Haweswater is beautiful, the way it curls around the winding valley, fed by hundreds of frothing ghylls and rivulets. Its steep banks and surrounding hills are home to a rare golden eagle (the only nesting place of the golden eagle in England), and endangered red squirrels can be found in abundance.

But the water hides a darker past.

Flooded in the first half of the twentieth century, the valley of Mardale was once home to a village that shared its name. In the 1930s, the houses and hotels were demolished to make way for the water. The historic Dun Bull Inn was pulled down. The church was taken apart stone by stone, and the stones used to construct the dam itself. The bodies from the churchyard were all exhumed, and are now buried in the churchyard in the nearby village of Shap.

Monday Wisdom: 'Wear bright colours when you're young'

October's Monday Wisdom comes from a lady I met in Singapore.

She had a stall in Little India, selling clothes and ornaments, and I was trying to decide between two pashminas: a black one and a silvery blue one. I tried on both in front of the mirror and was still unable to make up my mind, when I noticed her frowning at me.

I turned to her: 'Which one do you think?' (One of  the unintended side-effects of travelling alone: you get used to asking strangers' opinions about purchases - at least, you do if you're as undecided as I am!)

'That one,' she said immediately, pointing at the blue, 'Black is for old people. Wear bright colours when you're young.' 

It stuck with me, that advice. Yes, I did go for the blue scarf, and I still think of that whenever I'm buying clothes today. But I also think it was about more than just the colour of clothing. I think it says something about attitude. I think it says: go out and experience the world while you can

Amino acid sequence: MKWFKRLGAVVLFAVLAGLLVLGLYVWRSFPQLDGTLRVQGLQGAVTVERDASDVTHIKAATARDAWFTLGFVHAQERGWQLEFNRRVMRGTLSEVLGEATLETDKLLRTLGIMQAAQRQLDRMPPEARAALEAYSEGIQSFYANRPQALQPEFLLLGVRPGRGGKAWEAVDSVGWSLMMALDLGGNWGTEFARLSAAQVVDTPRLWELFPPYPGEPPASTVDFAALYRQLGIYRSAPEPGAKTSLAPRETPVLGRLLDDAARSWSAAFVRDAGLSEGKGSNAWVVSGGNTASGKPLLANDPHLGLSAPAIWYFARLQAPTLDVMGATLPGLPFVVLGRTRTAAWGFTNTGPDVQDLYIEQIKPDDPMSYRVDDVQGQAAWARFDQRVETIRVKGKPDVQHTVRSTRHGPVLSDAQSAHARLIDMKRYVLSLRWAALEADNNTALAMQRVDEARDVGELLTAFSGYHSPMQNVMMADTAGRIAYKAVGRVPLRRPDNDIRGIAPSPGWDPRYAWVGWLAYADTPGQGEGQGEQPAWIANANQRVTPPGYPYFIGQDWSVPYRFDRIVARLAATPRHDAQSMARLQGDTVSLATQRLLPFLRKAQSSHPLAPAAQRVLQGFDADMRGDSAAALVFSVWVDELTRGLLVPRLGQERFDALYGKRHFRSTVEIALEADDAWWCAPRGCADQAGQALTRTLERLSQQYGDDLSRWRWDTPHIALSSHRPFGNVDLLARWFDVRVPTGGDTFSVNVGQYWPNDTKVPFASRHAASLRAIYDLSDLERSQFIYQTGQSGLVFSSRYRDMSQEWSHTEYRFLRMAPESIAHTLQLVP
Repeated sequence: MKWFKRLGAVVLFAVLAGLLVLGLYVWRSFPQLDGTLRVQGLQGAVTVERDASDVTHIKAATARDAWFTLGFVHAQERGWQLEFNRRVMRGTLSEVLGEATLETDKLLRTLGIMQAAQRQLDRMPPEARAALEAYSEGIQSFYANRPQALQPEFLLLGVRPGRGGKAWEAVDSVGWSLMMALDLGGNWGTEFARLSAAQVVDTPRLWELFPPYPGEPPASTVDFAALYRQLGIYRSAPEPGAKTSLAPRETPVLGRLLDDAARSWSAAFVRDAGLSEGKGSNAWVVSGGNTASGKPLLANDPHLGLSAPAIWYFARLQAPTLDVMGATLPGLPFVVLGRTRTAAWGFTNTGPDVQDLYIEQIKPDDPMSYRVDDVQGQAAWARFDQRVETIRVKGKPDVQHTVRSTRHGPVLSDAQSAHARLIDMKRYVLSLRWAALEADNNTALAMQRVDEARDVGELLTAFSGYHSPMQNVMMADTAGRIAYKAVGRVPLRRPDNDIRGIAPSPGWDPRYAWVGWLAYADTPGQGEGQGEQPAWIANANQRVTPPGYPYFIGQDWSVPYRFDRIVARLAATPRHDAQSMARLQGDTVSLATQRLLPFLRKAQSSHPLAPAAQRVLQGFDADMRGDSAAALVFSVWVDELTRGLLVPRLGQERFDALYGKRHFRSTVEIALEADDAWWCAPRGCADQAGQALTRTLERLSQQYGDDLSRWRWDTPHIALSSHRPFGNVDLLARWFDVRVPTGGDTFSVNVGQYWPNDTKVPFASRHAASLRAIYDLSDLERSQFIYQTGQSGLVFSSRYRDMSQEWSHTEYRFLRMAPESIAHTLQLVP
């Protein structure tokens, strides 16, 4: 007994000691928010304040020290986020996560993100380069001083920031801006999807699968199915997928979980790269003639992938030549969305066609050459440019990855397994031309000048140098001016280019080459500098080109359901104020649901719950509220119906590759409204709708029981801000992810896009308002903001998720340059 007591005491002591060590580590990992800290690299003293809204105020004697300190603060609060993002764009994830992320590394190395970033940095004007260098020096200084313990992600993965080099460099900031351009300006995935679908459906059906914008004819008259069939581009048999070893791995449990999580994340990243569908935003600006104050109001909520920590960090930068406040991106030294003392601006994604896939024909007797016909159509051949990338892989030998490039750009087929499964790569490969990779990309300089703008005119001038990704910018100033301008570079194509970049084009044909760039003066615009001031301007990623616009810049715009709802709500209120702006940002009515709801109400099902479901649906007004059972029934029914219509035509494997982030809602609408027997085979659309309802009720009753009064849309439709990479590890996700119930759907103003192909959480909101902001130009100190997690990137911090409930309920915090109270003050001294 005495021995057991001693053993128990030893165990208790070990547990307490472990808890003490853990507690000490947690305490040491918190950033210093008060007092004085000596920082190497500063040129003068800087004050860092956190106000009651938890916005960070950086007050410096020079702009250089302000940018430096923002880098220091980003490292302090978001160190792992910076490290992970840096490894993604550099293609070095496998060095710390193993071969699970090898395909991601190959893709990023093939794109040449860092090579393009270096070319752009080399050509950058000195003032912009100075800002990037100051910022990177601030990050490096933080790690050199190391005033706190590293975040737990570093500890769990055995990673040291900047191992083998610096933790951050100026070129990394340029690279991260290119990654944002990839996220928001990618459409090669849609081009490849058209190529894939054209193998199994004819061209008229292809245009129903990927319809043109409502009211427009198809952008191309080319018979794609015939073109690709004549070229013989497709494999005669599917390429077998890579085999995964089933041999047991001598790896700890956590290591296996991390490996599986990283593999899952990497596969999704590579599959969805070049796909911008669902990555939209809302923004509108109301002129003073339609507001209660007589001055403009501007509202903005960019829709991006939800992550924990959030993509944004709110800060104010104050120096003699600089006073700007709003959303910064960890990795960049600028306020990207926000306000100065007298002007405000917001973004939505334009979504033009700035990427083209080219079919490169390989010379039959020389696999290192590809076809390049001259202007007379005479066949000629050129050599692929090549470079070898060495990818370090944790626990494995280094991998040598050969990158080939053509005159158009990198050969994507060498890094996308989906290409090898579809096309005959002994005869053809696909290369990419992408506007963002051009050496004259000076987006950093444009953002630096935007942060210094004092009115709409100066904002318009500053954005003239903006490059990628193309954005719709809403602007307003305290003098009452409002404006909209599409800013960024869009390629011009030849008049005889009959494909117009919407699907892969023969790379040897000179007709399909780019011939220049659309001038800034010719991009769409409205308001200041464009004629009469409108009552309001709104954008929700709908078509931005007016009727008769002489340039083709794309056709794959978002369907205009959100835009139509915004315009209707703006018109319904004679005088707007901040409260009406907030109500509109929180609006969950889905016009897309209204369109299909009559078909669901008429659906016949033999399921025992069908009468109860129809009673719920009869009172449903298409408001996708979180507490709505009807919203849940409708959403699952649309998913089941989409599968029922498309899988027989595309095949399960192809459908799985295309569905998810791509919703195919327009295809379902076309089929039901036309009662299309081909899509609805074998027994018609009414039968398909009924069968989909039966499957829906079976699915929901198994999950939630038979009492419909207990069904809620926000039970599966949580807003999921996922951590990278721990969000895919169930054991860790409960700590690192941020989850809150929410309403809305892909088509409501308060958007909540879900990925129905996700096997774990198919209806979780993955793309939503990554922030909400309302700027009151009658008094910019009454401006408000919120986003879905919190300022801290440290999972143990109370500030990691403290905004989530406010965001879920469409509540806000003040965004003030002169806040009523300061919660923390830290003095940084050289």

By Royal Appointment: an invitation to Bath

Anyone who follows me on facebook may well already know that a couple of weeks ago, I went to a rather special event.

My grandma, Dot Pendleton, was presented with the British Empire Medal.

I know, right? It was such an incredible occasion - partly because of the event and the venue itself. The presentation took place in the Bath Pump Rooms (anyone familiar with the works of Jane Austen will recognise this name from one of my favourite novels, Persuasion).

The Award was presented by Lady Gass, the Lord Leuitenant of Somerset, and afterwards there was an afternoon tea, followed by a chance to look around the Roman Baths.

The following week, the presentation was (justly) featured on the front page of the local newspaper, the Bridgwater Mercury.

My grandma received her award for services to her local Oxfam shop: she's volunteered there for over 30 years, and helped to raise over £66,000 for the charity. Oh, and did I mention? She'll be 94 at the end of the month.

If I have half her determination when I'm older, I'll be very pleased!